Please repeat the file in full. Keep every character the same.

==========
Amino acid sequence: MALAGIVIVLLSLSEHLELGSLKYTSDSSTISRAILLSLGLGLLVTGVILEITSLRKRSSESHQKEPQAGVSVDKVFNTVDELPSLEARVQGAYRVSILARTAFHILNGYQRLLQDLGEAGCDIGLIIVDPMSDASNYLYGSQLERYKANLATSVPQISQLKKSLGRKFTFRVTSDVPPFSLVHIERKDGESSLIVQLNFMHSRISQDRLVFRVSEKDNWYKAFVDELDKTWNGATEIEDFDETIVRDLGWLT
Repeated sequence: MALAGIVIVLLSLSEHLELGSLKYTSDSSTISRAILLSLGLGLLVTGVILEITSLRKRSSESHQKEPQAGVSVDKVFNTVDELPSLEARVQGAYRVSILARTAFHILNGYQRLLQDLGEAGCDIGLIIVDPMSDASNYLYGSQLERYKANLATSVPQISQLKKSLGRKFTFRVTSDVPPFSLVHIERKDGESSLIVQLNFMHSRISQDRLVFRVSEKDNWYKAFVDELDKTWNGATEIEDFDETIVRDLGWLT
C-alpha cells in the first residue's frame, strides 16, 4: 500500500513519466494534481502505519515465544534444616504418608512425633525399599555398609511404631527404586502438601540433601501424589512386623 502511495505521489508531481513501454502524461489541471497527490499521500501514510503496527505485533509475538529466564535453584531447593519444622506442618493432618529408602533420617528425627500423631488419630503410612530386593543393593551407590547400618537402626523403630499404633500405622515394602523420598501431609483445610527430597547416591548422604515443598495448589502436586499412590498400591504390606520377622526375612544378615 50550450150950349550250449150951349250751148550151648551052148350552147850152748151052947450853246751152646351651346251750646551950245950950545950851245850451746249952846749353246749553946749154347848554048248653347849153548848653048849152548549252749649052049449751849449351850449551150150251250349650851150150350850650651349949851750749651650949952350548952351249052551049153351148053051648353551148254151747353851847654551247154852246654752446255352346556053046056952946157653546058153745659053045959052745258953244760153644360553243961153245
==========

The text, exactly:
Amino acid sequence: MALAGIVIVLLSLSEHLELGSLKYTSDSSTISRAILLSLGLGLLVTGVILEITSLRKRSSESHQKEPQAGVSVDKVFNTVDELPSLEARVQGAYRVSILARTAFHILNGYQRLLQDLGEAGCDIGLIIVDPMSDASNYLYGSQLERYKANLATSVPQISQLKKSLGRKFTFRVTSDVPPFSLVHIERKDGESSLIVQLNFMHSRISQDRLVFRVSEKDNWYKAFVDELDKTWNGATEIEDFDETIVRDLGWLT
Repeated sequence: MALAGIVIVLLSLSEHLELGSLKYTSDSSTISRAILLSLGLGLLVTGVILEITSLRKRSSESHQKEPQAGVSVDKVFNTVDELPSLEARVQGAYRVSILARTAFHILNGYQRLLQDLGEAGCDIGLIIVDPMSDASNYLYGSQLERYKANLATSVPQISQLKKSLGRKFTFRVTSDVPPFSLVHIERKDGESSLIVQLNFMHSRISQDRLVFRVSEKDNWYKAFVDELDKTWNGATEIEDFDETIVRDLGWLT
C-alpha cells in the first residue's frame, strides 16, 4: 500500500513519466494534481502505519515465544534444616504418608512425633525399599555398609511404631527404586502438601540433601501424589512386623 502511495505521489508531481513501454502524461489541471497527490499521500501514510503496527505485533509475538529466564535453584531447593519444622506442618493432618529408602533420617528425627500423631488419630503410612530386593543393593551407590547400618537402626523403630499404633500405622515394602523420598501431609483445610527430597547416591548422604515443598495448589502436586499412590498400591504390606520377622526375612544378615 50550450150950349550250449150951349250751148550151648551052148350552147850152748151052947450853246751152646351651346251750646551950245950950545950851245850451746249952846749353246749553946749154347848554048248653347849153548848653048849152548549252749649052049449751849449351850449551150150251250349650851150150350850650651349949851750749651650949952350548952351249052551049153351148053051648353551148254151747353851847654551247154852246654752446255352346556053046056952946157653546058153745659053045959052745258953244760153644360553243961153245